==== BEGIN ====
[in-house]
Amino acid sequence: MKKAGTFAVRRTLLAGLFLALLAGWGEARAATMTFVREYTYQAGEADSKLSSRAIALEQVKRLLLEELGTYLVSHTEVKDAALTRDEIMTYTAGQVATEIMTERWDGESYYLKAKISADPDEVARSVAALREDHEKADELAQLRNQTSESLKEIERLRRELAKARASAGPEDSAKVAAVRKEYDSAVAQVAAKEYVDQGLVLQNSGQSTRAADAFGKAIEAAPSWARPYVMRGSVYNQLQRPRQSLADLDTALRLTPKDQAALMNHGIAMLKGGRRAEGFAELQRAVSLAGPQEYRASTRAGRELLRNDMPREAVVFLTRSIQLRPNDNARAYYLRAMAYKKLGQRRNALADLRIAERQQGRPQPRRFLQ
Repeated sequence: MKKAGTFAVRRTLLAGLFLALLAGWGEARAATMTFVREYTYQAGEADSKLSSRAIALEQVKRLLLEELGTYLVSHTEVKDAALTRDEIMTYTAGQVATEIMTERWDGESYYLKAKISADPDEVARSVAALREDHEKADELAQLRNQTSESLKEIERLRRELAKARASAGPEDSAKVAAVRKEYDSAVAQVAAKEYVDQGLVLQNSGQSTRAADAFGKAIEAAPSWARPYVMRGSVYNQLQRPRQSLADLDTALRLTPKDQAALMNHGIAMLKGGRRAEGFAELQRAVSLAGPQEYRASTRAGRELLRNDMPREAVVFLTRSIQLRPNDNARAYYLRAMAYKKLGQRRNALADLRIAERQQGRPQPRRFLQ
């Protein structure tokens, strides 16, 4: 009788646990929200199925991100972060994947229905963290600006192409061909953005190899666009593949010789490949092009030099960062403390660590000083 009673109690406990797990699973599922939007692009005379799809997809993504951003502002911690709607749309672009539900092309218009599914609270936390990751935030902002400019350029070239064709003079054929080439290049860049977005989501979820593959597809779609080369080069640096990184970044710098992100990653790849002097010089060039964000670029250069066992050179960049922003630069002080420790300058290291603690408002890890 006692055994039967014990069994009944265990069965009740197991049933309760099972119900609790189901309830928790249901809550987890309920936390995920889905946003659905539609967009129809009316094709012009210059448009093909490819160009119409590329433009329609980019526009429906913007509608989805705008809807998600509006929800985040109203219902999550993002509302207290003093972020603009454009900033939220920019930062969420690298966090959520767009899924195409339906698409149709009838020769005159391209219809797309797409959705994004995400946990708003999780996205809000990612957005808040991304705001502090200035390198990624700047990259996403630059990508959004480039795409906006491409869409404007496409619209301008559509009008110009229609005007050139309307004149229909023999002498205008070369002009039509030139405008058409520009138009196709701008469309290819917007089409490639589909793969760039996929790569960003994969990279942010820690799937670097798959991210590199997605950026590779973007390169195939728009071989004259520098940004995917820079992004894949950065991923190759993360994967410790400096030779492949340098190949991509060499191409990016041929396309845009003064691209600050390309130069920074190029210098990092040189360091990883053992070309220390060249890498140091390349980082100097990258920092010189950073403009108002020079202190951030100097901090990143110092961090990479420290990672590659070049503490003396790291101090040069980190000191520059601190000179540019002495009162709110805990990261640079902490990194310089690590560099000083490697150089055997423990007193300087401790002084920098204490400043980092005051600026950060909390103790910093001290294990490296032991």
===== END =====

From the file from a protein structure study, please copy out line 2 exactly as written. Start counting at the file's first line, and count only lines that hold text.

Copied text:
Amino acid sequence: MKKAGTFAVRRTLLAGLFLALLAGWGEARAATMTFVREYTYQAGEADSKLSSRAIALEQVKRLLLEELGTYLVSHTEVKDAALTRDEIMTYTAGQVATEIMTERWDGESYYLKAKISADPDEVARSVAALREDHEKADELAQLRNQTSESLKEIERLRRELAKARASAGPEDSAKVAAVRKEYDSAVAQVAAKEYVDQGLVLQNSGQSTRAADAFGKAIEAAPSWARPYVMRGSVYNQLQRPRQSLADLDTALRLTPKDQAALMNHGIAMLKGGRRAEGFAELQRAVSLAGPQEYRASTRAGRELLRNDMPREAVVFLTRSIQLRPNDNARAYYLRAMAYKKLGQRRNALADLRIAERQQGRPQPRRFLQ